Accents Add Personality to a Patio
Once you've built your patio, relax on it and take it in. Notice where your gaze lingers. Those are the perfect places to put accent pieces, spots that could use decorative details. Highlight only one focal point per seating area. If you run out of patio space for decorative items, hang some on the wall. Group similar objects to establish a theme. Folk art, antique signs, or pottery pieces invite comparison, draw attention, and take on importance when displayed together. Grouped items act as a single focal point. If you put groups of items too close together, they'll fight each other for attention. The best spots for displaying accents have neutral backgrounds, such as a wall, fence, or green plants. Items that don't quite count as a collection can still establish a theme. Even if the objects are different, they might have similar shapes, colors, or textures that unify them as a group.
Space the decorative items (singles or groups) far enough apart that each one gets due notice. On the patio, wooden boxes of different heights make good display stands. Coat them with linseed oil and mineral spirits (mixed half-and-half) to enrich the wood grain and color, and protect the wood from weather. Attach shelves to the wall at different heights. Scattering the shelves on the wall rather than clustering them prevents clutter and helps create a larger display space. If your patio is linear and formal, you can hang the shelves on the same horizontal or vertical planes. Offset the tops and edges of the shelves for variety. Don't forget flowers and the pots they grow in. Plain, plastic warehouse pots will detract from the overall appearance of your design scheme. Discount retailers carry a wide variety of stylish, inexpensive containers made to match almost any theme.Fancy this...
Worried about the right or wrong way to display personal details on your patio? Don't be. There aren't any rules -- only suggestions.
- Mobiles and wind chimes catch the breeze and add a vertical element to the predominantly horizontal lines of the patio. Wind chimes add lively sound.
- Seashells and other small objects have more appeal when they appear half hidden behind the sides of shadow boxes.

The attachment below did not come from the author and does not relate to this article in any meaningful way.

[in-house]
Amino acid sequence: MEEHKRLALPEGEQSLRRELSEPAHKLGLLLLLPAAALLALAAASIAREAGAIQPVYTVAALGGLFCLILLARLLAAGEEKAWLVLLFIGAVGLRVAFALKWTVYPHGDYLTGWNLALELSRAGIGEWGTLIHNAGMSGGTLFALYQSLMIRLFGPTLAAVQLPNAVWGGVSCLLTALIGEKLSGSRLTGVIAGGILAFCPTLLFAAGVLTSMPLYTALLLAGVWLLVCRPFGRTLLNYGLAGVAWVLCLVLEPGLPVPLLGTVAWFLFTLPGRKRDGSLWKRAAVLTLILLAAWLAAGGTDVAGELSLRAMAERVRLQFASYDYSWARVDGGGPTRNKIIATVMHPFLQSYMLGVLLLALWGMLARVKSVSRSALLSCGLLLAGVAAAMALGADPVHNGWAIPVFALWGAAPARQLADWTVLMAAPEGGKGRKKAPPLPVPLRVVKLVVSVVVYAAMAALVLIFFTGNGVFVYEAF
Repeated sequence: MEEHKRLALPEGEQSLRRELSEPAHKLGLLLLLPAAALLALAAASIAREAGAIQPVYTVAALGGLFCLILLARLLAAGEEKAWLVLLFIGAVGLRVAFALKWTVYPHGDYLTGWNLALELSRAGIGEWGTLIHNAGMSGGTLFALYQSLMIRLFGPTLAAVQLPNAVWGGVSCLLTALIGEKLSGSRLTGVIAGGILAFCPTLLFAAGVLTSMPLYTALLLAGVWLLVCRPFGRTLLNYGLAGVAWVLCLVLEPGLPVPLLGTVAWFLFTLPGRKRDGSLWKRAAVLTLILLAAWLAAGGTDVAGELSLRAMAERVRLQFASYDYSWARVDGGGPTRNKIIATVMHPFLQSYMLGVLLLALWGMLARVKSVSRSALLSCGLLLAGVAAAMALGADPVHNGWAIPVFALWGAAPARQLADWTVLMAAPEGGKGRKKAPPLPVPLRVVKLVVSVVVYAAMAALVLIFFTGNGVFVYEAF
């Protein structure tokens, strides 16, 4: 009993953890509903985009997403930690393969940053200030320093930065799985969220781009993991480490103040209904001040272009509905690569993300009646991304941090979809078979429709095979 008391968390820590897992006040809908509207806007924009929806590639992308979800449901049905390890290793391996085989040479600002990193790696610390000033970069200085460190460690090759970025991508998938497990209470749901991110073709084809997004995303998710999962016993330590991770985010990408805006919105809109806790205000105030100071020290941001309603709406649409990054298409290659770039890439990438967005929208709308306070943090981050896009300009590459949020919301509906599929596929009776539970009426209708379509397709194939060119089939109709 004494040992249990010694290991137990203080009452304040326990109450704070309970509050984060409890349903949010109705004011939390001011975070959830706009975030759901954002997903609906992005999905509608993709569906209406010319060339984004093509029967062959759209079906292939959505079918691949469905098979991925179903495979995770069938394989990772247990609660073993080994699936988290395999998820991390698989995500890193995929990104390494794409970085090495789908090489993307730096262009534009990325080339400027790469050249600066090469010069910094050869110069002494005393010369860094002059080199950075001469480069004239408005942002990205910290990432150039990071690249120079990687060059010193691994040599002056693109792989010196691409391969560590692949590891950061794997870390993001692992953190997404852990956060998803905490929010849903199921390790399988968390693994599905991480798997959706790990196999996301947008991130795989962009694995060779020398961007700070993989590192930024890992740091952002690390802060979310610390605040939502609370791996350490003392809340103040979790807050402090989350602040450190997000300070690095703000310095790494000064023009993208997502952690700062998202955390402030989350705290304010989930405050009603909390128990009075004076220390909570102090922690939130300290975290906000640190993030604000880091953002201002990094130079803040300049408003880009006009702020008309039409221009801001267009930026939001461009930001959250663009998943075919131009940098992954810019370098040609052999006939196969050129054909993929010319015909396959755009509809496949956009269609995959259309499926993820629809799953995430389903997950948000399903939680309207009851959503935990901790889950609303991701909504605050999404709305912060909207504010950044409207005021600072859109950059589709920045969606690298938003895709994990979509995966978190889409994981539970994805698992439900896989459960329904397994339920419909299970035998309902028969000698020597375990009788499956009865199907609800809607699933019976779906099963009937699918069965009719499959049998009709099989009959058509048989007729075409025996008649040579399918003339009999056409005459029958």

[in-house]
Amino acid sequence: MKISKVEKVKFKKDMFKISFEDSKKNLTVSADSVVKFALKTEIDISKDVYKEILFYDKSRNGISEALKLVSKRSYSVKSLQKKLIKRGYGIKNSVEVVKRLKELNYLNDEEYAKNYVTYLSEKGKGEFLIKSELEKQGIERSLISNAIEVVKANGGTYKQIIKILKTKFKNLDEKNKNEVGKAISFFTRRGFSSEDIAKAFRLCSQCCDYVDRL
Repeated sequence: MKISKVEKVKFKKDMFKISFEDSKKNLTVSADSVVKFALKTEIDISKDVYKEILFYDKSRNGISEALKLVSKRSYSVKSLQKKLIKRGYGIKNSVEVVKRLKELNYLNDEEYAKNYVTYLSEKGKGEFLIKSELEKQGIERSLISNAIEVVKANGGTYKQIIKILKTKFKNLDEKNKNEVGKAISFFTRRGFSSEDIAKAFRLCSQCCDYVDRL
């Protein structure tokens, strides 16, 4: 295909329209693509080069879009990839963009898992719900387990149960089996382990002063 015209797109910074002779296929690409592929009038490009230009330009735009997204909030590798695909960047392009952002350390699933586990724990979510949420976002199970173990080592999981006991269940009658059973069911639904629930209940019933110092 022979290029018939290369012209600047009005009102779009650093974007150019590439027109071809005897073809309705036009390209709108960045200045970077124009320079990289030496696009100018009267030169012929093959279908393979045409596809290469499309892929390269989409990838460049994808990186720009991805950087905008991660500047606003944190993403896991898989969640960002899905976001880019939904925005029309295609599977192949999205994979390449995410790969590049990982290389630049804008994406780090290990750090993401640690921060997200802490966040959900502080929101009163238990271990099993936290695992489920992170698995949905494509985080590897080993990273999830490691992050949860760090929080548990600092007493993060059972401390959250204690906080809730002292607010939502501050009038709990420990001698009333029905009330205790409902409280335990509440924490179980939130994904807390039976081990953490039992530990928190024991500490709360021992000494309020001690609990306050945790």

- If there's an object you can't live without, but there's no obvious way to display or support it, lean it against a flowerpot on the patio.
- Mount driftwood on a blank wall and train vines to drape its contours.
- Paint a piece of battered barn wood to look like a circus clown, a butler, or another character. The contrast between the color of the weathered wood, its rough texture, and the paint is reminiscent of folk art. On a smaller scale, hang a similar small figure from the rafters of an overhead structure.
- Stand a weather vane in a flowerpot that's thick with blooms to draw attention to the seasonal color of the blooms.
- Create a sculpted array with metal flowers arranged in rows. They make an interesting foil rising behind containers planted with the real thing.
- Old sporting goods and backyard game equipment are appropriate dressings for a patio. Display croquet mallets and balls in a croquet rack, as if ready to use, for instance. If you're a golfer or tennis player, decorate with retired clubs or racquets. Stand clubs in a used golf bag or hang racquets on a wall.
- Consider replacing your metal or vinyl-clad storm door with a well-made wooden screen door. Home centers carry them in a variety of styles with both plain and decorative panels.
- Hanging old silverware or other unexpected (small) objects from an arbor makes a delightful display. Sparkly or silver objects reflect random light patterns onto the patio.
- Add color with home-sewn pillows covered with colorful patterns in acrylic awning fabrics. Acrylics won't fade like cotton canvas fabric, and hold up a long time even when exposed to weather. Use synthetic fillers to stuff the pillows.